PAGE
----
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Fuselage Dolly Considerations

Fuselage Dolly Considerations.

 

By Bill Vickland


 
A fuselage dolly is essential to a two-person assembly/disassembly process.  Also, if the dolly permits the fuselage to stand unattended, it can eliminate the need to place the wings on the ground while the fuselage is being loaded.  Thus, a well-designed dolly will speed the assembly and disassembly process greatly. 


The design requires two 1 &1/5 inch angle rails welded to the trailer frame.It will also require some kind of latch to hold the dolly assembly to the trailer.No attachments are therefore required between the fuselage and the trailer directly.A small hand winch can be installed to crank the fuselage into position, which will be required if the wings are already mounted on the trailer.

 

My first attempt at a dolly design used an approach like those you would see in glass-bird trailers.  It included a large semi-circular padded four-wheeled dolly that was difficult to extract the fuselage from. That is not the way to go.  My recent design includes the following features, which eliminate the sequence of problems in my early designs.



1.      The fuselage rests on the skid rather than the tire so that the distance between the dolly and the fuselage does not change with tire pressure.  Without this, undue stress is applied to the connecting links and the securing pins in the spar carry-thru.The roller in the center of the picture will lift the skin free of the channel iron frame that the skid rides in.

 

 


 

2.      The dolly is equipped with two 4x4 inch pads that hold the fuselage upright when the wings are not installed and the restraining arms are not connected.  This permits the fuselage to stand alone after both wings have been removed.  However, it also means that you will need a wing stand to hold the one installed wing if you want to make this a two man operation.The pads should not be in direct contact with the fuselage. You donít want any friction when you roll the fuselage off of the dolly.

 

 


 

 

3.      An aluminum restraining bar is used within the main spar carry-thru with a consistent downward force applied to the bottom of the carry-thru rather than either the rear carry through or the guide pin holes in the carry through.  My carry through bar is made from the scrap 3 x 3/8 aluminum I used to make the metal skid for the glider.†† I use pins in the guide holes in the carry thru to secure the bar, but the entire load is downward on the bottom of the carry-thru. I would not recommend the use of the rear spar carry-thru as is done on the Schweizer trailers especially those that use only the short stub that looks like the rear spar fitting. I have seen damage to the tubing that results from fuselage rocking, which is aggravated by a soft tire that permits some slack in the system.

 

 

 


 

 

4.  Two restraining arms are attached to the carry through bar with quick release pins or tractor pins.  The arms swing clear of the lower surface of the wing when the wings are attached.  This permits the fuselage to be rolled off of the dolly without making contact with the wings or fuselage.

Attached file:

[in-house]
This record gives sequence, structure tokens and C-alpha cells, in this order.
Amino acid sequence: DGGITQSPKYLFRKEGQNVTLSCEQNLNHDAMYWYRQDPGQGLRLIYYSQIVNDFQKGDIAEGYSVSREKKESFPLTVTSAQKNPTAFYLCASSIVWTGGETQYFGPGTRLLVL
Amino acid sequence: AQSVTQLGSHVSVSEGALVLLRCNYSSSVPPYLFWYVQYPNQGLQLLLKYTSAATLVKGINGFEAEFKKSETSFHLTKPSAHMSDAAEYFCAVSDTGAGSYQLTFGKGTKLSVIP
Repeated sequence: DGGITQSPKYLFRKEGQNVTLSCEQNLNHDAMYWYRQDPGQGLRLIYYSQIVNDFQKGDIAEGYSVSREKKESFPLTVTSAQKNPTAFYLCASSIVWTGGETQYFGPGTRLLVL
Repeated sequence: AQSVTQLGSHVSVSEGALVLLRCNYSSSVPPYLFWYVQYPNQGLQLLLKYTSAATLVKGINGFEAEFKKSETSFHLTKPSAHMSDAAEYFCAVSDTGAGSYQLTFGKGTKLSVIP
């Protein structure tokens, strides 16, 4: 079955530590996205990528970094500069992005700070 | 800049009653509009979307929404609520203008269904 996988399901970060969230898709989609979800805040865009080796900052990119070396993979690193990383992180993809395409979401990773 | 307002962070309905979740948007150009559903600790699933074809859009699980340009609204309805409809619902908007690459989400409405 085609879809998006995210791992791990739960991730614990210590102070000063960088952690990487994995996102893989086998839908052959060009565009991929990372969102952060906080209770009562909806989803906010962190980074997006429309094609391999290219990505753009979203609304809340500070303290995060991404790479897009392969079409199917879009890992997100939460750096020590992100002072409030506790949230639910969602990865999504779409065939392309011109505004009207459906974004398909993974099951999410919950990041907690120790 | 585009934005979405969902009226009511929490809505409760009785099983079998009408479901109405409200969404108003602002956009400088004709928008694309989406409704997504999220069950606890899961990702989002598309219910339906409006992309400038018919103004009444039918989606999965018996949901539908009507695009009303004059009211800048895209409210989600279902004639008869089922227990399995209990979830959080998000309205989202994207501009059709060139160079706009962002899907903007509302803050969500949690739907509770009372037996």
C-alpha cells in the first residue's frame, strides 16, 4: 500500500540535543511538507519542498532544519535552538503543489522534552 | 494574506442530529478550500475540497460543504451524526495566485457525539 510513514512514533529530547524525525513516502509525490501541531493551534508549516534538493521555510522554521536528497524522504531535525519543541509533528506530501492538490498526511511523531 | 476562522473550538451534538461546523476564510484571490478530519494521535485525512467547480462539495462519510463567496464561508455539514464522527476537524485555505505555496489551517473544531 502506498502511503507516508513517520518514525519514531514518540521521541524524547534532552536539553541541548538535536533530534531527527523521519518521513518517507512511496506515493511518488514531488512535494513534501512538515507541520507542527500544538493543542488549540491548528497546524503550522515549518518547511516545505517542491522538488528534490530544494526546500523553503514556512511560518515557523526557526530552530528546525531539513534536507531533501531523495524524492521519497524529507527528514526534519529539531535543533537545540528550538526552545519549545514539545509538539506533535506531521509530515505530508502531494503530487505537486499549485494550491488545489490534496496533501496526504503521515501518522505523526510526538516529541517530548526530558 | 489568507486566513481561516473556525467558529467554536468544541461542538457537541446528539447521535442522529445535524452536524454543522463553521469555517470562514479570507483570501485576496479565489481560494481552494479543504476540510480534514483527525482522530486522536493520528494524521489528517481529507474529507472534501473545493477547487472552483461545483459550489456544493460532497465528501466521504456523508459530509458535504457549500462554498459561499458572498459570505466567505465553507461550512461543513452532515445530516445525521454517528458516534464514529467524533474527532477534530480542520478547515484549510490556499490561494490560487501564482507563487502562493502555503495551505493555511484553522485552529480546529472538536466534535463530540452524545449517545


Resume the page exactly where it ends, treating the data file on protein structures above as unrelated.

5. The dolly uses two load carrying solid rubber tires located directly under the fuselage-restraining bar, rather than four tires.  Thus, the whole fuselage/dolly system can be maneuvered by lifting the elevators inboard leading edge. With a four-wheeled dolly, where the forward wheels are forward of the restraining arm attach point; the lifting load on the elevator is increased substantially.  This is most notable as the fuselage is rolled from level ground onto an inclined trailer.  The two small wheels on the dolly only support the dolly when it is not holding the fuselage.  This makes it easier to roll it in and out of the trailer and across the ground. 

 


 

 

6.  A foot-operated lever with a roller wheel in contact with the skid lifts the skid up from the dolly channel and permits the fuselage to be up from the dolly.The roller wheel lever applies about a 10 to 1 mechanical advantage, so you will be exerting about 40 pounds of force to lift the fuselage from the dolly.This allows the fuselage to clear the two saddle pads and the channel that supports the skid.The picture shows the lever lifting the fuselage.

 

 



After the fuselage is lifted from the dolly, leave your foot on the lever and push back on the wing until the fuselage is separated from the dolly.

 

 

 

 

7.      An additional feature that secures the tail of the 1-26 without having to install a tailwheel tie-down bolt will also simplify loading and unloading the glider.This consists of a bracket that is just wide enough to hold the tail wheel assembly, but still grabs the two nuts on the tail wheel axle.In another design, I have also modified tail wheel axle that included two 3/8 extensions, one on each side of the axle.The Schweizer trailer has a six-inch wide channel to roll the fuselage on without a dolly.I cut a two inch slot in the channel about 8 inches long that allowed the tail wheel assembly to drop into the slot, and then added two pieces of flat stock that trapped the tail wheel axle as the fuselage moved forward. The tail wheel rested on the piece of channel from the center that was bent down about two inches and re-welded.At some point in the future, I will get a picture of this and include here if anyone is really interested.